9.13.2010

Nine West's Branded 2D Barcode

Nine West, the women's fashion shoe company, launched this two-page advertisement in the New York Post last week to promote its Runway Relief campaign. Featured in the ad is a branded barcode which, when scanned, resolves to a behind-the-scenes video and enables the reader to purchase the limited edition boots that are being worn by the models in the advertisement.

Nine West QR Code


As is often the case, Nine West chooses to minimize the explanation of the code and the instructions to make use of it. Why? Are they afraid the added copy will ruin the overall creative of the ad? Do they believe readers who are curious about the code will just learn about or figure out the code on their own? Or, do they just not care and look at it as though they tried a new way to advertise; if it works fine and if it doesn't, oh well, better luck next time?

With the way CMOs are being tasked to explain and justify every spend these days, I don't believe Nine West, or any other company, can produce a 2D campaign and simply leave it to any of the questions/thoughts posed above. It doesn't make sense or, I should say, it makes little sense. If a company goes to such an extreme to put a code in place, why not make the interactive experience as good as it can be for any and all potential users? At a minimum, take the guess work out of figuring out what type of 2D code it is, so a reader of the ad knows which reader app to launch on his/her smart phone.

4 comments:

  1. One hope's that NINE WEST track their online presence through Google Alerts and they see this post.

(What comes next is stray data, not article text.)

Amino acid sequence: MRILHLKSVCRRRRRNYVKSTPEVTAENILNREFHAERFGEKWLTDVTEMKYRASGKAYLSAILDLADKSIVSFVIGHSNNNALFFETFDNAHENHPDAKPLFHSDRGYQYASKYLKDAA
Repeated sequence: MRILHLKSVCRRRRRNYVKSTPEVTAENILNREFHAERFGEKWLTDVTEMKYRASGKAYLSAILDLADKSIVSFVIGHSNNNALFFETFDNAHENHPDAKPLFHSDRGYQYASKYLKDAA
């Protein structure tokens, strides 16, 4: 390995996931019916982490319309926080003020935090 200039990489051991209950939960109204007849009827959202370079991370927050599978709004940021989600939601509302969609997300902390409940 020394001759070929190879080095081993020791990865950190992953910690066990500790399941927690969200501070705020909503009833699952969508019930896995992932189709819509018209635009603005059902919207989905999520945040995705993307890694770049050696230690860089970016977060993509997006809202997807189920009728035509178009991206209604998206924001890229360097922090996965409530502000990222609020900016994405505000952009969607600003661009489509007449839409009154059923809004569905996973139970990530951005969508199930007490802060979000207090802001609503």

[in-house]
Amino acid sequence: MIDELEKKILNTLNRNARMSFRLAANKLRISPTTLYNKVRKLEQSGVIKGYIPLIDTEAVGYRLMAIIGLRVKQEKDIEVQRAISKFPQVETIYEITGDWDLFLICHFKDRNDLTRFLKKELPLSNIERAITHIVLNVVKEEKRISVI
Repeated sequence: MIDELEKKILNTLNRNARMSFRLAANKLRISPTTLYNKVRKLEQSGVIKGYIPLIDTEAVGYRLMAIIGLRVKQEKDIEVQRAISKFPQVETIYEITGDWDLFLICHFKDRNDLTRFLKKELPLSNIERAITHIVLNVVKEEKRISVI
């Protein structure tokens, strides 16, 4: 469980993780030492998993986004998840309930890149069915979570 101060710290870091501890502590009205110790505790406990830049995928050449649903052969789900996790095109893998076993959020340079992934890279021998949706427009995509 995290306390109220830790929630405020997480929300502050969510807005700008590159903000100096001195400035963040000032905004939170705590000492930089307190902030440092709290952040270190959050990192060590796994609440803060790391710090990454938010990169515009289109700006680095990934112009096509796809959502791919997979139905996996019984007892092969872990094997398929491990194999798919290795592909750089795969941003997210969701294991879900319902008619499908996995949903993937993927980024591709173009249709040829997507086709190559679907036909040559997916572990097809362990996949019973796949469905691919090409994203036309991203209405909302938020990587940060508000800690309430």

Yet again, you've found some of the worst-of-the-worst when it comes to QR/2D campaign execution. I'm fine with allowing QR/2D tags to have "a little mystery" about them...but, this is some of the worst execution of a campaign on technical terms:

    Using a proprietary tag that is further "designed" means no one has a clue with regard to what Reader to use, unless there is an explanation.

    To boot (no pun intended), making a "designer" code with a man's boot print for a women's shoe ad? On a creative, connect with the user, level, it's another miss.

    Really, these are examples of self-fulfilling prophecies for Creatives who do not want to have QR/2D tags "litter" their print work. They will be abysmal campaign failures and clients won't try it again. Until you find an Agency with an integrated approach to print and mobile you'll keep seeing this disconnect.

    @ninewest should dump their agency for this kind of truly sloppy work and wasted dollars.

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  2. Excellent point. About 80% of the 2D code executions I see, be it packaging, direct mail, print advertising, etc. include no call to action or directional explanation. A huge missed opportunity. I find myself explain to friends and colleagues what they are looking at in the creative.

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  3. Anonymous: Good points all...especially about the branded code, which I totally missed. No reason for it at all.

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  4. Just remembered that NINE WEST were promoting their use of JagTag for their Josh Stone campaign earlier this month:

    http://www.barcode.com/Latest/2d-barcodes-and-joss-stone-spell-success-for-nine-west.html

    Presumably, someone at NINE WEST has a grasp on the different technologies and user experiences and requirements for 2D and QR?

    Or, maybe they think you just "take a picture" and miracles happen?

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